Upping the Ante on Bulk Surveillance: An International Compendium of Good Legal Safeguards and Oversight Innovations
Unprecedented public debates about intelligence governance following the revelations of Edward Snowden have not changed the fact that all major democracies allow their national intelligence services to intercept communications data in enormous quantities. Many people question the efficiency of bulk surveillance practices and their compatibility with fundamental rights. Others worry about its effect on the social fabric of democratic societies.
Yet, the fact is that most parliaments have expanded, rather than curtailed, surveillance powers in recent intelligence reforms. What is more, the European Court of Human Rights recently upheld the Swedish regime for bulk interception of foreign communications and called the practice a «valuable means» of counterterrorism in its Big Brother Watch decision of September 2018. Therefore, one can assume that the practice of bulk communications surveillance is here to stay. If that is the case, then it is high time to subject national legal frameworks and their corresponding oversight systems to a comparative review and to identify good practices. National courts and the European Court of Human Rights, alike, have frequently admonished national governments for flaws or shortcomings in the oversight regime. In the September 2018 decision, the European Court of Human Rights again demanded more rigorous andeffective oversight mechanisms.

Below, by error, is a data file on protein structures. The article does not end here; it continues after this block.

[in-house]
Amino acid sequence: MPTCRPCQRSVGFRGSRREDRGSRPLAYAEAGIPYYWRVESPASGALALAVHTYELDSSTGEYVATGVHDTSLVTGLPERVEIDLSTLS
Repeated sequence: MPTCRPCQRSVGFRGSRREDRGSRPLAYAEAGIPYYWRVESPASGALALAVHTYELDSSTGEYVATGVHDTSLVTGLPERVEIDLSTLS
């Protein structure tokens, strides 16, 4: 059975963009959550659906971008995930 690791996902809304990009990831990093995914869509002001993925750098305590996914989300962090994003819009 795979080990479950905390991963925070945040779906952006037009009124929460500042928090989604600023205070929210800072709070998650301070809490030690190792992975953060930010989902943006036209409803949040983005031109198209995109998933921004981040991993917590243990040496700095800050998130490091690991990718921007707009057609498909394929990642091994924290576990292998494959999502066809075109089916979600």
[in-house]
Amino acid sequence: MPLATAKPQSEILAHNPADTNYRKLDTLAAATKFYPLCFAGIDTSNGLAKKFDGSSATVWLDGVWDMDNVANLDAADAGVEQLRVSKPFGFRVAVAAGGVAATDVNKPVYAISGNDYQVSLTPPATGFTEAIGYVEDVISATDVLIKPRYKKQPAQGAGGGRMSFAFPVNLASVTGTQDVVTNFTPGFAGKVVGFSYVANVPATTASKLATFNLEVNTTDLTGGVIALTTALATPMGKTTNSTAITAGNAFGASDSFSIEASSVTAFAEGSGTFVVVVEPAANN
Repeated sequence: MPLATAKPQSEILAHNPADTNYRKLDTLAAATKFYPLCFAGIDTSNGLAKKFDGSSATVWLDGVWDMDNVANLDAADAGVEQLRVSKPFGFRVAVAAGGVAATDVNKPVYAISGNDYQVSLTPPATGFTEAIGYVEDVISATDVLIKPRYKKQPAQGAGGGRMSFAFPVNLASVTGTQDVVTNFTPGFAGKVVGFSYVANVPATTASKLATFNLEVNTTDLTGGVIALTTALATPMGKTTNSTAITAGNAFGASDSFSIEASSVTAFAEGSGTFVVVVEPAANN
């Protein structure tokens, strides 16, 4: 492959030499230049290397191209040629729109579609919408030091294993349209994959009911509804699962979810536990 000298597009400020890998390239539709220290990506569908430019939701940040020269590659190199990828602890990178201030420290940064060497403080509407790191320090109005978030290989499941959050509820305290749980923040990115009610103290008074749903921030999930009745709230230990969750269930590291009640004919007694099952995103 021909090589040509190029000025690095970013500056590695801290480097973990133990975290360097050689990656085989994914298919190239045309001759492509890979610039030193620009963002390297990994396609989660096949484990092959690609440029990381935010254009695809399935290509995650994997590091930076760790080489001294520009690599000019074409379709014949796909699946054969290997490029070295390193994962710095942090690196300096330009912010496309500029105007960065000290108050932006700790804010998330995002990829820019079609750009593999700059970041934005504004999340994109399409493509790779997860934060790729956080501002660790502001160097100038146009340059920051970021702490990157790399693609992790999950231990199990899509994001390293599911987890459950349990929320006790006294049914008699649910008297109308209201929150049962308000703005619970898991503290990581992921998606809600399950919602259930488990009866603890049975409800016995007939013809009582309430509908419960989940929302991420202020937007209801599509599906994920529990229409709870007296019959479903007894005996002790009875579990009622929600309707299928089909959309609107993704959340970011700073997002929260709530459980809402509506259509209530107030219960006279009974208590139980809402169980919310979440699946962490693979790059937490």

Yet, especially as surveillance technology is rapidly evolving, what exactly constitutes effective oversight of bulk collection in actual practice? A court will not design new rules or prescribe specific accountability mechanisms. This is the difficult and necessary work of democratic governance, and it needs to be done by the principled members of the different oversight bodies that understand the critical importance of their work.
This study presents individual examples of legal provisions and oversight practices that, by comparison, stand out as more balanced or more innovative responses to the many thorny challenges that ought to be met. The resulting compendium features a wide range of high-water marks from different national surveillance regimes. It shows that each nation – despite constitutional and political differences, and irrespective of individual reform trajectories – has a lot to learn from its international partners. These practices, we believe, should be widely promoted, for they increase the legitimacy and effectiveness of a controversial practice that is here to stay.